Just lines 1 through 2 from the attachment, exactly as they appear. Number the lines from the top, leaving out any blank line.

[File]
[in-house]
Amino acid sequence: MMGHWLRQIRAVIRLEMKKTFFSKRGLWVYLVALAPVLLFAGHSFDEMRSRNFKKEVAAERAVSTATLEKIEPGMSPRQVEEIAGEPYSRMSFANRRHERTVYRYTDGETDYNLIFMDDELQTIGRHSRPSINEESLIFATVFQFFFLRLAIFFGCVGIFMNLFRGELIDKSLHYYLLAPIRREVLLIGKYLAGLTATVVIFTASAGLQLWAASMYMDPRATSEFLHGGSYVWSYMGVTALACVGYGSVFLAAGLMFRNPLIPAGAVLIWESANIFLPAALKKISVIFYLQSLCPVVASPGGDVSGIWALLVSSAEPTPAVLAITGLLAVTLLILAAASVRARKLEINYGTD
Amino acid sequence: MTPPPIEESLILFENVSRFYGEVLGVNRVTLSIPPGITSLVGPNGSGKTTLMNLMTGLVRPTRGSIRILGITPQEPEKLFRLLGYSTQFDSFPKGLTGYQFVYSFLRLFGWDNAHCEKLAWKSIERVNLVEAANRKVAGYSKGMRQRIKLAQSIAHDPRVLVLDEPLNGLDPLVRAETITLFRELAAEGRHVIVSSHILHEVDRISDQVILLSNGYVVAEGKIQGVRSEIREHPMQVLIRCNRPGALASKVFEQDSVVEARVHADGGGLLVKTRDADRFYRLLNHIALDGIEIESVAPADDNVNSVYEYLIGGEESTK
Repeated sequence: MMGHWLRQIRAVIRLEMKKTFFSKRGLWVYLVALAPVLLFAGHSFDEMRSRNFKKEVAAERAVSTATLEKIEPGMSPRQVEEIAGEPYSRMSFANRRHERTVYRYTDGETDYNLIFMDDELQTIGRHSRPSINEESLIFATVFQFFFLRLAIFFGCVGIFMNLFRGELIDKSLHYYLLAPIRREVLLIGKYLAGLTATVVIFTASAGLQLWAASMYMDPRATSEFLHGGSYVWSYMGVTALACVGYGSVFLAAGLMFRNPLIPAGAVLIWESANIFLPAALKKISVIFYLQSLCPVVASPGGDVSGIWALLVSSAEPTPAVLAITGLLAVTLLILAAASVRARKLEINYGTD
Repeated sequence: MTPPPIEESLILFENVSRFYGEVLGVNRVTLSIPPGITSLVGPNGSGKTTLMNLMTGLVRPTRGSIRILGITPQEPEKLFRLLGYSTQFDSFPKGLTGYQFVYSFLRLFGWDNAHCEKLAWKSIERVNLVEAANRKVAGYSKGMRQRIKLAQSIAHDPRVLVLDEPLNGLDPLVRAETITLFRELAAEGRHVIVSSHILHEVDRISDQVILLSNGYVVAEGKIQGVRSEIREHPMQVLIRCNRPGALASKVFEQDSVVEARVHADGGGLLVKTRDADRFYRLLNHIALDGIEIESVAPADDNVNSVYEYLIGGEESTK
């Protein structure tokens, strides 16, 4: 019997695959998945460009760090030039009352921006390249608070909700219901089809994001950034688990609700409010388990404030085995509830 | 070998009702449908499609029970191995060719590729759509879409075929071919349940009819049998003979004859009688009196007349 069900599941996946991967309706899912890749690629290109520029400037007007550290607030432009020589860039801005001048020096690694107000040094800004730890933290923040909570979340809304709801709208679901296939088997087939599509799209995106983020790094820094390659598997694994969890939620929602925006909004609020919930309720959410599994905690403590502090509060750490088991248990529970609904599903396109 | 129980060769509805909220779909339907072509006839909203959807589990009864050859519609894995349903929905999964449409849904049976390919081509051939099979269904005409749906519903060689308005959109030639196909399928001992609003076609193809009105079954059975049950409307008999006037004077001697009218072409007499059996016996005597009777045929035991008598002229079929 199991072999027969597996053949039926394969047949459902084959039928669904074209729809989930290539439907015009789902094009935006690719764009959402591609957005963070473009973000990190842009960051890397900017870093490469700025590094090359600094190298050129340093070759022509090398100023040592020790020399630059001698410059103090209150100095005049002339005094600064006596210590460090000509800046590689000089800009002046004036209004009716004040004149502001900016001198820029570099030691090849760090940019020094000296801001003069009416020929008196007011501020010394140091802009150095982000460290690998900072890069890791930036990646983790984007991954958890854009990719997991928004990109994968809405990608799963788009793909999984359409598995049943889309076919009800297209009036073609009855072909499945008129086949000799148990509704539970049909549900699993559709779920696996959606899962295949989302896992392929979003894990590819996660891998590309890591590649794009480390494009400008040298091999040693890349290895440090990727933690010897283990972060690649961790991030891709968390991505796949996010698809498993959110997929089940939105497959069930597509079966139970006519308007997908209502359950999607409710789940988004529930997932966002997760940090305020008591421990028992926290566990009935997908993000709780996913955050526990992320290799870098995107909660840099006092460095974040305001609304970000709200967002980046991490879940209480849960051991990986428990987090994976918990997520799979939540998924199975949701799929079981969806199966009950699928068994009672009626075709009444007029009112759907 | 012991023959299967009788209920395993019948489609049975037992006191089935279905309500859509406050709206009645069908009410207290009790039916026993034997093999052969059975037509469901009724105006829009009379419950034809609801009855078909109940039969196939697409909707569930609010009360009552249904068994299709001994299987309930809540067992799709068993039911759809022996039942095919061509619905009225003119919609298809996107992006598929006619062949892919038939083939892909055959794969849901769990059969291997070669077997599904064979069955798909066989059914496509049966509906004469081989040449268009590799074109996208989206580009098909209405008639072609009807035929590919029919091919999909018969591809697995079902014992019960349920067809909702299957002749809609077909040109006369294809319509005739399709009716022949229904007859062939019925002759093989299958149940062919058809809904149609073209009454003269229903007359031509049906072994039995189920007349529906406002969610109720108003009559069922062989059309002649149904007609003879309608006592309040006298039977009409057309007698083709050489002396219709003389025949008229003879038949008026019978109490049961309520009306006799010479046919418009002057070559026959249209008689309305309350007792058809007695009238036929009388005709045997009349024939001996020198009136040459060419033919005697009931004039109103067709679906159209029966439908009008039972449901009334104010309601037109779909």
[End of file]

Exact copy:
[in-house]
Amino acid sequence: MMGHWLRQIRAVIRLEMKKTFFSKRGLWVYLVALAPVLLFAGHSFDEMRSRNFKKEVAAERAVSTATLEKIEPGMSPRQVEEIAGEPYSRMSFANRRHERTVYRYTDGETDYNLIFMDDELQTIGRHSRPSINEESLIFATVFQFFFLRLAIFFGCVGIFMNLFRGELIDKSLHYYLLAPIRREVLLIGKYLAGLTATVVIFTASAGLQLWAASMYMDPRATSEFLHGGSYVWSYMGVTALACVGYGSVFLAAGLMFRNPLIPAGAVLIWESANIFLPAALKKISVIFYLQSLCPVVASPGGDVSGIWALLVSSAEPTPAVLAITGLLAVTLLILAAASVRARKLEINYGTD